Can't Legislate Morality

Readers write

October 06, 1991

From: Frank W. Soltis

Bel Air

I am simply amazed at the mentality of lackey Councilman Philip J. Barker and his mentor, Joseph Cassilly, the state's attorney.

IfBarker would direct his energies toward reducing property taxes or attracting industrial growth, he would be of much better service to his constituents. How could any law prohibit a business from becoming aplace for customers to use drugs, meet prostitutes or engage in sex?

Would it have worked in the case of the nursery in Bel Air that was allegedly abusing children? How about drive-in theaters with an R-rated movie or department stores that sell women's lingerie? Are parking lots conducive to engaging in sex?

In my opinion, an adult bookstore parking lot is no different than any other retail outlet. Prigs like Cassilly and Barker exhibit a predilection for the kinky, whenthere are more pressing problems that should be addressed.

Both of you gentlemen should take a few courses in constitutional law and get off the bandwagon of trying to legislate morality.


From: Ellen B. Cutler


I was outraged to read theremark by County Councilman Robert Wagner in The Harford County Sun,Sept. 8, ("Rehrmann asks panel to trim school building costs"), thatthe overcrowding in Harford County public schools is a time-limited "bubble" that we can somehow expect to burst and go away.

According to an article in The Sun on Sept. 12, the projected increase in theHarford County school enrollment for 1990-2000 is 21.1 percent.

Overcrowded schools are epidemic already. Eleven mobile classrooms have been placed on campuses; newly opened North Band Elementary School is already filled to capacity; math teachers at Bel Air Middle Schoolhave carts instead of classrooms, and county parents have been askedto contemplate the lunacy of placing fifth-graders in middle schoolsand sixth-graders in high schools, just so they can be taught somewhere.

The County Council (and implicitly the county's citizenry) has permitted untrammeled development in Harford County with no regard to the stress it has placed on the schools, waste systems, police andfire departments.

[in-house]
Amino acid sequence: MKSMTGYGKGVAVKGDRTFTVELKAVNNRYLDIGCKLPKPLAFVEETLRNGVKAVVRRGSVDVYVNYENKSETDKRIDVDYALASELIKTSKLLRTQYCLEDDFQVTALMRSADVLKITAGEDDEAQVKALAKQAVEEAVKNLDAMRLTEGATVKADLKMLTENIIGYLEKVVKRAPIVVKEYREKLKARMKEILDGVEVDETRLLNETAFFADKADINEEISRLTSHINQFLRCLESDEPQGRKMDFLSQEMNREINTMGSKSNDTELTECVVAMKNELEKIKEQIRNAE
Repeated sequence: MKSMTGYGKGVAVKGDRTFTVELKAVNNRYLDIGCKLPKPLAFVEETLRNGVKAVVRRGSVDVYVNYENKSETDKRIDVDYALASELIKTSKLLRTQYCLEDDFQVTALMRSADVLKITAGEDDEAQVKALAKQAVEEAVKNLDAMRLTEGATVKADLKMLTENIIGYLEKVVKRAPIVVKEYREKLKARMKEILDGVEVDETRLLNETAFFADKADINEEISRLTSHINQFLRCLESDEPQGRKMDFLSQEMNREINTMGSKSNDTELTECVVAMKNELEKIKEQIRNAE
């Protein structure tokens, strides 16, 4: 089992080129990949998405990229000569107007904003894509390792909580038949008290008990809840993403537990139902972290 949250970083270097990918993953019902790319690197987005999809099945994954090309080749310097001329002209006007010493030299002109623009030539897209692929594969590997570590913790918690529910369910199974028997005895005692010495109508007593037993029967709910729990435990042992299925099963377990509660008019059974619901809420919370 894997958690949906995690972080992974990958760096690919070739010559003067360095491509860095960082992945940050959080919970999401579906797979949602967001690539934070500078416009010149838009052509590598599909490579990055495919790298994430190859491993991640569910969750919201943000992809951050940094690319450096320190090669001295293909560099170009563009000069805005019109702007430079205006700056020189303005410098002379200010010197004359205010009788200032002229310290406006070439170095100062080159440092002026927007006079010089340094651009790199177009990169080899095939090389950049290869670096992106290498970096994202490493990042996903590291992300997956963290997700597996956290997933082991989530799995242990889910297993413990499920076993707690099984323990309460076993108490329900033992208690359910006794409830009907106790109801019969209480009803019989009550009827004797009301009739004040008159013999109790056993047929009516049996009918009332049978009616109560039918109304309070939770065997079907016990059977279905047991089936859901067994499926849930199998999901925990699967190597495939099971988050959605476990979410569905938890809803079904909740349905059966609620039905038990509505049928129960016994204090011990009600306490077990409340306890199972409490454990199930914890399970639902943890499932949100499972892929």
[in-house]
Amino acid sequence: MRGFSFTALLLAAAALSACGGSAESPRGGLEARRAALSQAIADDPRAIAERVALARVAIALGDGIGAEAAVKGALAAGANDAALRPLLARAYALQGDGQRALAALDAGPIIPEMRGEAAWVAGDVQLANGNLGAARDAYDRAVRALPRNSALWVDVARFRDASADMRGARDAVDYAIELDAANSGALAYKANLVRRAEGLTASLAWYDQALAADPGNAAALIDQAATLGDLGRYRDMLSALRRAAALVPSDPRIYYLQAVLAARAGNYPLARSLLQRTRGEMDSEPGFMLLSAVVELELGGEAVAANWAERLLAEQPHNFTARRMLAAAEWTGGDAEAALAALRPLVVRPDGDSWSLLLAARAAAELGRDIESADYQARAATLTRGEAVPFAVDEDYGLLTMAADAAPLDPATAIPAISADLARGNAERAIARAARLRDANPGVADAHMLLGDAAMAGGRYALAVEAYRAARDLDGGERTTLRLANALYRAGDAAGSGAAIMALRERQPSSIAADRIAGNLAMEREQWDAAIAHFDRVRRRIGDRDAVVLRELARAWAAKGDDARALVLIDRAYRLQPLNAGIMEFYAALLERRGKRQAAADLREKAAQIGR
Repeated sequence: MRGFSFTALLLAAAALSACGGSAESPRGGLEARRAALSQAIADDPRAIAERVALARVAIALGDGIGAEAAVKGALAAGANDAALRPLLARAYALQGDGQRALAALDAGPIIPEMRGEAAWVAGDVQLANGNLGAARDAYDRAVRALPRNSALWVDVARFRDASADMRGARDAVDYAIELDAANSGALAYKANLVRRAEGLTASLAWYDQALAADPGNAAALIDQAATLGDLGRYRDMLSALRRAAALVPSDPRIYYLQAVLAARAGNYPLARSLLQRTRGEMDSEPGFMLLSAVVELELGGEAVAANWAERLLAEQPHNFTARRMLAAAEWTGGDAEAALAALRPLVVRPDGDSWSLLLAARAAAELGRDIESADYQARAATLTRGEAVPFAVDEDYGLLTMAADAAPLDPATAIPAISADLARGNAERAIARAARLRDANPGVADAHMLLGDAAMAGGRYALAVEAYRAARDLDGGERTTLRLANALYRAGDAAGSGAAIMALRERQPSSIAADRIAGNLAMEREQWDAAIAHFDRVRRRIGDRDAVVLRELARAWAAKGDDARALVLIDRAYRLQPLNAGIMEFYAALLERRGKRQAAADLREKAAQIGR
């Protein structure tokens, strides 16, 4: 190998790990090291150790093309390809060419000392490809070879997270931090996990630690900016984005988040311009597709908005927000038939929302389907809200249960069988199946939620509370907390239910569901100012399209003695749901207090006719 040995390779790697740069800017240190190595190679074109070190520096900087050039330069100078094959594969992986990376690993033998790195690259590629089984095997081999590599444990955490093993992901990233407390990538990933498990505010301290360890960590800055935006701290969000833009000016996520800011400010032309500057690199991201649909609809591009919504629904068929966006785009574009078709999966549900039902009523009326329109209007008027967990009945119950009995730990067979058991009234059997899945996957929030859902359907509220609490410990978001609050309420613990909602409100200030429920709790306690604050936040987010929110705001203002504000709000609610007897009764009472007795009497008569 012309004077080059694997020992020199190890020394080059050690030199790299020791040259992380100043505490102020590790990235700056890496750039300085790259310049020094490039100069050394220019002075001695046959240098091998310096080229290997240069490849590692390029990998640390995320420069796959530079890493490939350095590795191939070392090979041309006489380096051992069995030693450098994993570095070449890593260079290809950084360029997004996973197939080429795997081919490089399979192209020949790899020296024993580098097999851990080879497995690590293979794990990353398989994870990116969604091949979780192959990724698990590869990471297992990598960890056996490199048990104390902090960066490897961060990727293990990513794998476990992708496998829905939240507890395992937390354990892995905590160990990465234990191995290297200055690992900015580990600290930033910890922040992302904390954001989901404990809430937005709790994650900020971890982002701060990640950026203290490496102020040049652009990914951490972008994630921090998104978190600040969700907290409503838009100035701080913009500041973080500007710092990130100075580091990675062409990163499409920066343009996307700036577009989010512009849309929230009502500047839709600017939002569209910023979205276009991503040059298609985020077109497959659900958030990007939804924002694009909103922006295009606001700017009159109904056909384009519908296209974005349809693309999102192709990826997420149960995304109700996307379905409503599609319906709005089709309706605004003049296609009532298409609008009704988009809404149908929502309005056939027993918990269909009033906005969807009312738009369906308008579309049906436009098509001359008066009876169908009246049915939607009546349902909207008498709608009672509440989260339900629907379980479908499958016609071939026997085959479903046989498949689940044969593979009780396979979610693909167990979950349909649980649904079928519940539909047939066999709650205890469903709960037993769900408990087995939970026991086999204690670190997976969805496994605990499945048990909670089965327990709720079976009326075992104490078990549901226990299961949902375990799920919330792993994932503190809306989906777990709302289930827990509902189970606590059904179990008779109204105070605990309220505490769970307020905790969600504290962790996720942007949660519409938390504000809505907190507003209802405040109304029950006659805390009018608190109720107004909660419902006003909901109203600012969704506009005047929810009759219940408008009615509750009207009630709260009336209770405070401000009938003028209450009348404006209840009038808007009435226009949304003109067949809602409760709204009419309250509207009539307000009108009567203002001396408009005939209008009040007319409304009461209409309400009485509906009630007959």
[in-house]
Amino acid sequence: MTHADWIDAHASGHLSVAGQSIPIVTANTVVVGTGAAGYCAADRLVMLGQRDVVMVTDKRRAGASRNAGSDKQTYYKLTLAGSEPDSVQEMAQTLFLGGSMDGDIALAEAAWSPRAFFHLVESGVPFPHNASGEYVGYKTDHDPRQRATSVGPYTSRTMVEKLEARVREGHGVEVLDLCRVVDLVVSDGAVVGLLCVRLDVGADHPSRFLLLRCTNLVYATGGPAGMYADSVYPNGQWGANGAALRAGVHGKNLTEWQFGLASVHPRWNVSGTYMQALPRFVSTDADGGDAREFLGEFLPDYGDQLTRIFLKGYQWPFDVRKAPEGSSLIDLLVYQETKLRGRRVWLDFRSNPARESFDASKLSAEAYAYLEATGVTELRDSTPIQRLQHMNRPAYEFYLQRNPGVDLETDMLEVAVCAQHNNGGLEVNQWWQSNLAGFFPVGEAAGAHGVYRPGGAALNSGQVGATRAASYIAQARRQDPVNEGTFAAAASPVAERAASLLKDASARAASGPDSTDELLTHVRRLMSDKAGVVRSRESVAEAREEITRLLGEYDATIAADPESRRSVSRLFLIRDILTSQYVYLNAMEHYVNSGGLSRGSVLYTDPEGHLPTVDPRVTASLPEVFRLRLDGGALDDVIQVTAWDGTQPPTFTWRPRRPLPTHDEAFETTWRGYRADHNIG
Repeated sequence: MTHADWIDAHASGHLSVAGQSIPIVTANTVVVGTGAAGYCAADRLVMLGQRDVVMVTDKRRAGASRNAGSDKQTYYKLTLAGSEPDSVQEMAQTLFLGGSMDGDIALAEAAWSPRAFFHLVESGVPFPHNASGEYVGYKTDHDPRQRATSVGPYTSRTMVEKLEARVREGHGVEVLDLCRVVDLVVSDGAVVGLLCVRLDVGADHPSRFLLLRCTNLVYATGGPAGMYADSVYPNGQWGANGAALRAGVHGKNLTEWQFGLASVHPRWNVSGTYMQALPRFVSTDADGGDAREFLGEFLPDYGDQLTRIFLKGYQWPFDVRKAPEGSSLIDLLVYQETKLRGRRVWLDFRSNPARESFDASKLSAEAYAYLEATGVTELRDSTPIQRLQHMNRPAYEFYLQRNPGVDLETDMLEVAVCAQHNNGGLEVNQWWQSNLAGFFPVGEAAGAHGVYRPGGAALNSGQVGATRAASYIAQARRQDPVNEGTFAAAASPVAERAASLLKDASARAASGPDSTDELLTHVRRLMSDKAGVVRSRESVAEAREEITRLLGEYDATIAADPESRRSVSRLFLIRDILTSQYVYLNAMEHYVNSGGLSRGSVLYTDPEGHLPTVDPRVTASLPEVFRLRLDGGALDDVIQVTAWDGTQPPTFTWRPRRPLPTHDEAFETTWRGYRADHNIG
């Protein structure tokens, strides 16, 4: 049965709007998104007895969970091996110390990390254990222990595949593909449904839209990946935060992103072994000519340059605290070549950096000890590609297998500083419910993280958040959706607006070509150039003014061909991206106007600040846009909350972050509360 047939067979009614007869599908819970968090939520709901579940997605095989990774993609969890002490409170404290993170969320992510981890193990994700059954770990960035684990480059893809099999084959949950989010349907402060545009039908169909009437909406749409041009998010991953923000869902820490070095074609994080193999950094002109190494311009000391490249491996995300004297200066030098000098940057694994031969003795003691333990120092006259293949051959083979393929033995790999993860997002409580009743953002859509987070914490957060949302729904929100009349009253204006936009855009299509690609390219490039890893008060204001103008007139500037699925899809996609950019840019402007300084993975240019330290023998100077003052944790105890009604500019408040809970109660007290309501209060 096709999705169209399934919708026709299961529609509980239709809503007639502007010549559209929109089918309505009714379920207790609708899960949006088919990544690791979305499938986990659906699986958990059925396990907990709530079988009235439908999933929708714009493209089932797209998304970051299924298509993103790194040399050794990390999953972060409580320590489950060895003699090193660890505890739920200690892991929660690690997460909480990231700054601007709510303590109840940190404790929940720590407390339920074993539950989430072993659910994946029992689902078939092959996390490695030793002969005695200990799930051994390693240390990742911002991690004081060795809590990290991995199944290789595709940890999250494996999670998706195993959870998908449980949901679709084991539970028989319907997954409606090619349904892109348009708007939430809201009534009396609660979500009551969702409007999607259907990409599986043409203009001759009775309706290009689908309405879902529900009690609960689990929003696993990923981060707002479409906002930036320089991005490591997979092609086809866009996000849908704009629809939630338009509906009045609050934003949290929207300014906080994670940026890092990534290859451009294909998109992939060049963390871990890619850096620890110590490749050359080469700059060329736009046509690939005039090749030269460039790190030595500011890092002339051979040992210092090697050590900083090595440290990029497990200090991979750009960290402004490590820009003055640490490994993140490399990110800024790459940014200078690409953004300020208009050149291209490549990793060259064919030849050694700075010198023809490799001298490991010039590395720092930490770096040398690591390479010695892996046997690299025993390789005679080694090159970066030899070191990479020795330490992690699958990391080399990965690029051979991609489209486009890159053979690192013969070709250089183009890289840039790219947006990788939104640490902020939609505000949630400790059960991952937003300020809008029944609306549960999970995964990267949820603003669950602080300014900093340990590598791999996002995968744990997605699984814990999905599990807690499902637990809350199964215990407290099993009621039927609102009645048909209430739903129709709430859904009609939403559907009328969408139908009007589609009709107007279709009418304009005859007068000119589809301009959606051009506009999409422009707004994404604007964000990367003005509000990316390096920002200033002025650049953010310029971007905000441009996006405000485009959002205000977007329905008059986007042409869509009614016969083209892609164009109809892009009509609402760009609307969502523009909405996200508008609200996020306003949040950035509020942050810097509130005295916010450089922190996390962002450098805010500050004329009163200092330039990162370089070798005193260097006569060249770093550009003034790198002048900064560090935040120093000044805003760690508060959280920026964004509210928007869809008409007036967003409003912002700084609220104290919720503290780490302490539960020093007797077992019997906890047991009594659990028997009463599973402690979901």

We are threatened with a future where our streets are overrun by drop-outs who turn to crime; where our pool of working people is semiliterate or indigent; where we cannot provide the scientists, entrepreneurs, artists and workers that make the United States strong and competitive internationally.

Mr. Wagner: You can afford to patronize the private schools of Harford and Cecil counties.You have chosen, and you can afford, not to deal directly with the overwhelming problems confronting the parents, children, teachers and administrators on a daily basis.

So don't you tell us that there is a "bubble" in the school-age population, and that the problems willsimply go away.

Wake up, smell the coffee, read the paper, and stop "leading" us to your fantasies instead of into the future.


From: Jeffrey D. Wilson


Harford County Council

Bel Air

While the actual quotations attributed to me in the Sept. 29 edition of The Harford County Sun, "$3.5 million budget windfall fuels debate over raises," are correct, the context inwhich those quotations were made did not convey accurately some of my opinions.

For one thing, I don't think that the amount of the budget surplus is a sign of "thrift or extravagance." It is, rather, anexpression of fiscal policy. It has not been a secret that ever since our inauguration last December, I have differed with the administration's fiscal policy.

Specifically, one comment not expressed as aquotation, but attributed to me, is not my opinion at all: "The surplus proves that the county did not need to create the emergency fund in the fiscal 1992 budged adopted in May."

My primary concern has been that the county's budget comply with the provisions of the Harford County Charter, and the holding of $6.3 million outside of the budget process was contrary to the charter and, therefore, illegal.

Iam not opposed to a contingency reserve. Indeed, such a reserve is set forth in the Harford County Charter at an amount equal to 3 percent of the budget. I believe there are additional ways of ensuring the county's fiscal integrity which are consistent with the charter.

Alarge part of my point on this issue is that we need to study the charter. It is an outstanding guide for government. I think of it as the owner's manual of government. If we ignore the charter, we should not be surprised if we get in trouble in our day-to-day governmental activities in the same way that if an owner ignores the maintenance schedule in his owner's manual, he should not be surprised if his car has a major motor problem.

If there is any one thing that I hope toaccomplish through my presidency during this term, it is that I would be a catalyst for Harford countians, both elected officials and citizens alike, to read with care and follow the charter of Harford County.

I also believe that we need to remind ourselves every day thata reserve for contingencies of whatever kind or size will not address the structural needs of Harford County government for the future.

We must find ways not only to do the work of government better, butto re-evaluate the kind of work that government does. We need to restructure government and to lead the people in restructuring our communities in order to ensure that we can and will meet the future needs of that part of the larger society which we call Harford County.

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